Published: 09-04-2021 17:00 | Updated: 09-04-2021 17:27

Brain organoids uncover mechanisms of virus-induced microcephaly

Human brain organoids stained for neural stem cells (magenta) and Zika virus (left, green) and Herpes Simplex Virus 1 (right, green).
Human brain organoids stained for neural stem cells (magenta) and Zika virus (left, green) and Herpes Simplex Virus 1 (right, green). Credits: Krenn/CellStemCell/IMBA

A study involving researchers at Karolinska Institutet and IMBA – Institute of Molecular Biotechnology of the Austrian Academy of Sciences – demonstrates how zika and herpes viruses can lead to brain malformations during early pregnancy. The researchers used 3D models of human brains to study which mechanisms are involved in virus-induced microcephaly, a condition where babies are born with smaller-than-usual heads. The results are published in the journal Cell Stem Cell.

Portrait of professor Ali Mirazimi. Photo: Martin Stenmark.
Professor Ali Mirazimi. Photo: Martin Stenmark

“Both Zika and herpes viruses can impair brain development during early pregnancy and in this study, we discovered that they do it in unique ways,” says Ali Mirazimi, adjunct professor at the Department of Laboratory Medicine, Karolinska Institutet, and one of the study’s authors. “We also found that these viruses, and the cells they influence, react differently to treatment, which underscores the importance of further studying these mechanisms in 3D organoids and their response to different therapeutics.”

Microcephaly is a term referring to developmental malformation of the fetal brain. The condition can be hereditary or caused by viral infections during pregnancy. Viruses that have been linked to microcephaly include the Zika virus and various types of herpes viruses.

Exactly how these viruses lead to microcephaly, hence which mechanisms are involved, has so far been poorly understood, partly due to the absence of suitable experimental models.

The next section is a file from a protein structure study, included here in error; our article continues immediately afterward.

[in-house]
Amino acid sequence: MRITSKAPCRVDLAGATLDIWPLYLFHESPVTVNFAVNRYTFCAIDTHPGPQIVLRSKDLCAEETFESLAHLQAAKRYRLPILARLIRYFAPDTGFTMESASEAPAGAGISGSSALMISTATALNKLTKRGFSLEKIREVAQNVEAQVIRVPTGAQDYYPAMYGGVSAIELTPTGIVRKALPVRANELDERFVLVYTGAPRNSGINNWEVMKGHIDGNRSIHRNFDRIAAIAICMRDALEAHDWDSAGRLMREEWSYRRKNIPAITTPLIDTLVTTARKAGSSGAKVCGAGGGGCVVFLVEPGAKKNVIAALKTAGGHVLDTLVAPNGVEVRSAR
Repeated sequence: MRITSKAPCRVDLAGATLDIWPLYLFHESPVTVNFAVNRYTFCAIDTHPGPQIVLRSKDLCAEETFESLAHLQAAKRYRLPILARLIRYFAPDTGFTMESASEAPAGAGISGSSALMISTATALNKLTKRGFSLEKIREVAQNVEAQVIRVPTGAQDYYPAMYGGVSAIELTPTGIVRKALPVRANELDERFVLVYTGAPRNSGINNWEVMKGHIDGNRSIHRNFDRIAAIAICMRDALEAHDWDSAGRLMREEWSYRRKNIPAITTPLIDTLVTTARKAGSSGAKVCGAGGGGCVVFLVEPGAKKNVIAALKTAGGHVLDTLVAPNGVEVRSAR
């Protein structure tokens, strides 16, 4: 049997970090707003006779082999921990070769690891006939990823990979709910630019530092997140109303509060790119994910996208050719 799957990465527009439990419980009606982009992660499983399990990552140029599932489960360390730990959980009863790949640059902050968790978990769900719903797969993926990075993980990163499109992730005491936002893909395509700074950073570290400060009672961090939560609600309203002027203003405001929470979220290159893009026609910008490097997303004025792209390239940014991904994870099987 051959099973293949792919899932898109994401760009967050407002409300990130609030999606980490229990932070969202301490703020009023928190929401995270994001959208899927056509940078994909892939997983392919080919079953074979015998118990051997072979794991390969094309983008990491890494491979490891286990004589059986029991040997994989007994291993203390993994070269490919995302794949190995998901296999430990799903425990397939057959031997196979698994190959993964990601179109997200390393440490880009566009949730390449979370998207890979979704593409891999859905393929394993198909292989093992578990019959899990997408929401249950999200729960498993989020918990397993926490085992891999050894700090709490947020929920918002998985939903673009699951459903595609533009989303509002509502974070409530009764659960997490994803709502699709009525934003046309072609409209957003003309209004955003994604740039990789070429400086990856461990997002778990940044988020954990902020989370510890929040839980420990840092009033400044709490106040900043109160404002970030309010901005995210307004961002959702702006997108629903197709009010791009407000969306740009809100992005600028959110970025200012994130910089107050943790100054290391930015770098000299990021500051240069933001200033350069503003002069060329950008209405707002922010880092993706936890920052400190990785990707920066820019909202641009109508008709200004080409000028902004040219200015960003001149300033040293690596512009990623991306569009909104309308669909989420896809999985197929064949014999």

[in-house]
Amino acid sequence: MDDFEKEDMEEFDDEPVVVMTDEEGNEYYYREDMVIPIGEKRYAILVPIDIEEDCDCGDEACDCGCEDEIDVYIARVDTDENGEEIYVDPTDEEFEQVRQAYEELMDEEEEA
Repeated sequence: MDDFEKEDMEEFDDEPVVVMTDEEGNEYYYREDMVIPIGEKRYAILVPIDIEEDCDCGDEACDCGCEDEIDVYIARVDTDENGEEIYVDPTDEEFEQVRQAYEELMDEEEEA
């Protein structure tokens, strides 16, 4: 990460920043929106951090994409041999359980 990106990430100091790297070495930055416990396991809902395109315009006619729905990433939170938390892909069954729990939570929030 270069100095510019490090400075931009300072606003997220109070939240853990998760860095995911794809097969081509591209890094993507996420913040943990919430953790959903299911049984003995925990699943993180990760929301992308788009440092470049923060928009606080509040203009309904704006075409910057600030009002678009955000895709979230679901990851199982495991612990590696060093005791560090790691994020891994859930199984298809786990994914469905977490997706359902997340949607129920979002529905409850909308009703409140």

3D models of human brains

In this study, the researchers analyzed how 3D models of human brains grown in laboratories, so-called organoids, respond to infections by the Zika virus and Herpes Simplex Virus 1 (HSV-1). Both viruses spread in the organoids and halted their growth, akin to what happens in the case of microcephaly, by promoting cell death.

Veronica Krenn
Veronica Krenn. Photo: IMBA/Tkadletz

“These infection models give us the closest possible insight into the human brain developmental outcomes of the viruses we study, and help us dissect the underlying structural, cellular, transcriptional and immunological parameters,” says first author Veronica Krenn, a postdoctoral researcher at IMBA.

The researchers also discovered that organoids infected with the different viruses expressed genes differently. While HSV-1 impaired the normal development of the organoids’ neuroepithelial cells, which are the stem cells of the central nervous system, the Zika virus triggered antiviral defenses.

Different responses to treatment

The researchers also experimented with treating infected organoids with two kinds of interferons (IFNs), a group of signaling proteins released by host cells in response to viruses that are also used in various medical treatments. They found that treatment with IFN???? to a larger extent prevented Zika virus-induced damage than treatment with IFN????2, but that the relationship was reversed for HSV-1-induced changes.

Jürgen Knoblich
Jürgen Knoblich. Photo: IMBA/Schartel

"By specifically infecting organoids with viruses, we can not only learn a great deal about the critical brain development interactions that are typically complex in humans. We will also be able to better target weak points of these viruses to find possibilities for new therapies," concludes IMBA Scientific Director Jürgen Knoblich, the corresponding author of the study.

The researchers have received financial support from among others the European Union’s 2020 Horizon Research and Innovation program.

This text is partly based on a press release from IMBA.


Organoid modeling reveals virus-specific responses leading to microcephaly,” Veronica Krenn, Camilla Bosone, Thomas Burkard, Julia Spanier, Ulrich Kalinke, Arianna Calistri, Cristiano Salata, Raissa Rilo, Patricia Garcez, Ali Mirazimi, Jürgen Knoblich, Cell Stem Cell, online April 9, 2021, doi: 10.1016/j.stem.2021.03.004